While equally provocative, McGill's second section is somewhat more successful. Despite continuing his error of making sin "a matter...of our basic identity," McGill demonstrates how Jesus' identity comes from outside of himself and how as Christians, we must "die" and discover that our identity comes from outside of ourselves, from God. We must let go of the "tecnique of having," of possessing ourselves and cultivate a posture of gratitude and acknowledgment that our being is in God, not in us.
What compels us to possess ourselves, our possessions and our relationships? The fear of death, in which we refuse to acknowledge that all that we have is God's, not ours. This fear of death is conquered in the resurrection which "discredits one fearful possibility--that perhaps there is some fatality in the world, or some historical agency, some cosmic necessity or some other power which will disengage us from God's constituing love, which will establish itself as the source of our identiy, and which will thus give us an identity that will be marked by loss, disintegration, and death."
What does having an "ecstatic identity" look like? For one, it is a position of worship to the Father. Because the Father "engenders and communicates life," He is worthy of worship. It is in the death of Jesus that the Father is glorified. John 15:8 claims that the Father is glorified by the bearing of "fruit," which is what happens when Jesus dies on the cross. It is as a result of this self-giving act that Jesus is to be worshipped. When we acknowledge our own position of dependance and need, then we are prepared to worship the Father and the Son, whose "identity does not depend on and does not consist in the life which he holds onto and the life which he offers....Without detriment to his true self, [Jesus] can give away everything of himself."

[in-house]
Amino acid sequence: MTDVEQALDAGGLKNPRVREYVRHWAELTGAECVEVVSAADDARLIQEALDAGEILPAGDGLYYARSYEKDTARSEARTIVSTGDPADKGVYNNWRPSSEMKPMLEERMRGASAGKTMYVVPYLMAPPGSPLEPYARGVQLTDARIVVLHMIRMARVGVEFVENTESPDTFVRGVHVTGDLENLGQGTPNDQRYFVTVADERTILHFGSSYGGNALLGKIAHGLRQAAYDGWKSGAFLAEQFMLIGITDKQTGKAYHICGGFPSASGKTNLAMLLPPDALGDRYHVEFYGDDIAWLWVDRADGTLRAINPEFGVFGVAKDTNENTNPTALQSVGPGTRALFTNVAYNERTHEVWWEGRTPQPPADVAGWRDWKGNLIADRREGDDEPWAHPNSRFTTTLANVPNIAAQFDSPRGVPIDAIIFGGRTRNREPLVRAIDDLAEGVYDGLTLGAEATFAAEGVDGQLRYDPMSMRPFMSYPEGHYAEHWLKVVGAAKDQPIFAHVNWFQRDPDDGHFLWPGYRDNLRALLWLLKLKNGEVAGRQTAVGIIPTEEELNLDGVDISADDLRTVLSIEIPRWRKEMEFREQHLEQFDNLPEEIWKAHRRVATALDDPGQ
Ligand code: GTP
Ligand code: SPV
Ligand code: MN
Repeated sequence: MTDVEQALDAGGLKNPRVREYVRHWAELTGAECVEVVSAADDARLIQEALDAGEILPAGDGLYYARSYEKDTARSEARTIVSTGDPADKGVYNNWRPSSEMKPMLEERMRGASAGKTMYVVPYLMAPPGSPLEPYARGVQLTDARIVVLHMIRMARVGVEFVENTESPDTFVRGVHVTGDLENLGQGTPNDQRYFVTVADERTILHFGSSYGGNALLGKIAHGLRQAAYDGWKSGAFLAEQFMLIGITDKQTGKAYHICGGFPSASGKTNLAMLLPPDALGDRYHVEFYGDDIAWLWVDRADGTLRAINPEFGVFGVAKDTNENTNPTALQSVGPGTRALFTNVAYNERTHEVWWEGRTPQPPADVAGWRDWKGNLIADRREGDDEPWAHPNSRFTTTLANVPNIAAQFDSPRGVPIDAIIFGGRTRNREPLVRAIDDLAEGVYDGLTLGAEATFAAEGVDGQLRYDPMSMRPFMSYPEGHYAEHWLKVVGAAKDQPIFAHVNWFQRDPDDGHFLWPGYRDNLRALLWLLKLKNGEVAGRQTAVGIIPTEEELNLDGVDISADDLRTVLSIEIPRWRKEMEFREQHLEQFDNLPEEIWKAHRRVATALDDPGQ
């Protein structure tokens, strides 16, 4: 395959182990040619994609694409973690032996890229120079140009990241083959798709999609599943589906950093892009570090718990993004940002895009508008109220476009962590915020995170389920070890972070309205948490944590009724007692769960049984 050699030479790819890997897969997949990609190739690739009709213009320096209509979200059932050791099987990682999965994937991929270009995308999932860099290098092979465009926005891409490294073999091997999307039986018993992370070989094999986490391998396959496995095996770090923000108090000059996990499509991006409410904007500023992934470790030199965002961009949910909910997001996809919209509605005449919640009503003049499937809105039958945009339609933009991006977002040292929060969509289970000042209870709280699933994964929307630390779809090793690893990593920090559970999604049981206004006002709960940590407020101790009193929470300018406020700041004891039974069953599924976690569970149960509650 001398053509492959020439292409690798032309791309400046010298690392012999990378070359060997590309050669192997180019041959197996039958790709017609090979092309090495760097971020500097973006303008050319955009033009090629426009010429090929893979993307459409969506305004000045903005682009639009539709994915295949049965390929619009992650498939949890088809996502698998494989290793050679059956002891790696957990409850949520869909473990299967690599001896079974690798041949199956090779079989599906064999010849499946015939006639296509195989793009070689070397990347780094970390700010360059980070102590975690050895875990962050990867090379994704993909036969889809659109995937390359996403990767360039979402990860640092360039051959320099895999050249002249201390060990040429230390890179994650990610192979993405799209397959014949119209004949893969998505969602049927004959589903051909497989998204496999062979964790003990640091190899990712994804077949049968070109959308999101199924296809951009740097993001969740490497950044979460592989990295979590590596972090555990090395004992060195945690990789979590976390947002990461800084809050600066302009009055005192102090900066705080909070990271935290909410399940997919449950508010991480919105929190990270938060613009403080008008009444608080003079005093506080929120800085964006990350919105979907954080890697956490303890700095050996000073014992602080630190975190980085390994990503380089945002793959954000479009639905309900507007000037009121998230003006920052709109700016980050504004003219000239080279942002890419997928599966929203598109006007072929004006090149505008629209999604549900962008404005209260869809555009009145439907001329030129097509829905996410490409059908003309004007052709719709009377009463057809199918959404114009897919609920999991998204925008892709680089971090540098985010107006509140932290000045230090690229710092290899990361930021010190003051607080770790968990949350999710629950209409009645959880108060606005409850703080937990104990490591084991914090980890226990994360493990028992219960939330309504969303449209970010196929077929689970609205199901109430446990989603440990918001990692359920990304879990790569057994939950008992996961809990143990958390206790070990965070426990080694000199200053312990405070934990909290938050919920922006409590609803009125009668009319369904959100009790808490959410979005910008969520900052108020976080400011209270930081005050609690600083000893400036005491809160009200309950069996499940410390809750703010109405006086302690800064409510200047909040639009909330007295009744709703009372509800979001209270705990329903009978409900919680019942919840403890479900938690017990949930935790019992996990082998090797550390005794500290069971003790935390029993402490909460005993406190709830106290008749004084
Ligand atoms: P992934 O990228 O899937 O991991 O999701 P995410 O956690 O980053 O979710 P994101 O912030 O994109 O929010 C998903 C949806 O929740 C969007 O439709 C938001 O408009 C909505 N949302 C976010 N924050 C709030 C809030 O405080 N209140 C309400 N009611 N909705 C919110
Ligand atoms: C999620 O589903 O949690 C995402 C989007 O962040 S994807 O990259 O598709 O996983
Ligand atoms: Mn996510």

It is at this point that McGill demonstrates how the message of Scripture is in tension with the spirit of our age. If we are to follow in the footsteps of Jesus, we must give out of our abundance to the point where we too are in need, as it is in his position of need and dependance that the Son glorifies the Father and the Father glorifies the Son. In perhaps the most personally challenging part of McGill's work, he argues that the love of neighbor demands the impoverishment of ourselves--that we have more in order to give more away, even to the point of poverty.
McGill's work is never perfect--he is at points repetitive and at other points obscure. His notion of "reality" could be improved significantly by the resources of Augustinian or Thomistic thought. At points I wanted him to be more clear in his writing. But the subtitle "An American Theology" perfectly captures is project in this work. By setting his theologizing in the context of American beliefs and values, he attempts to convict the reader as much as instruct. In this, he is highly successful.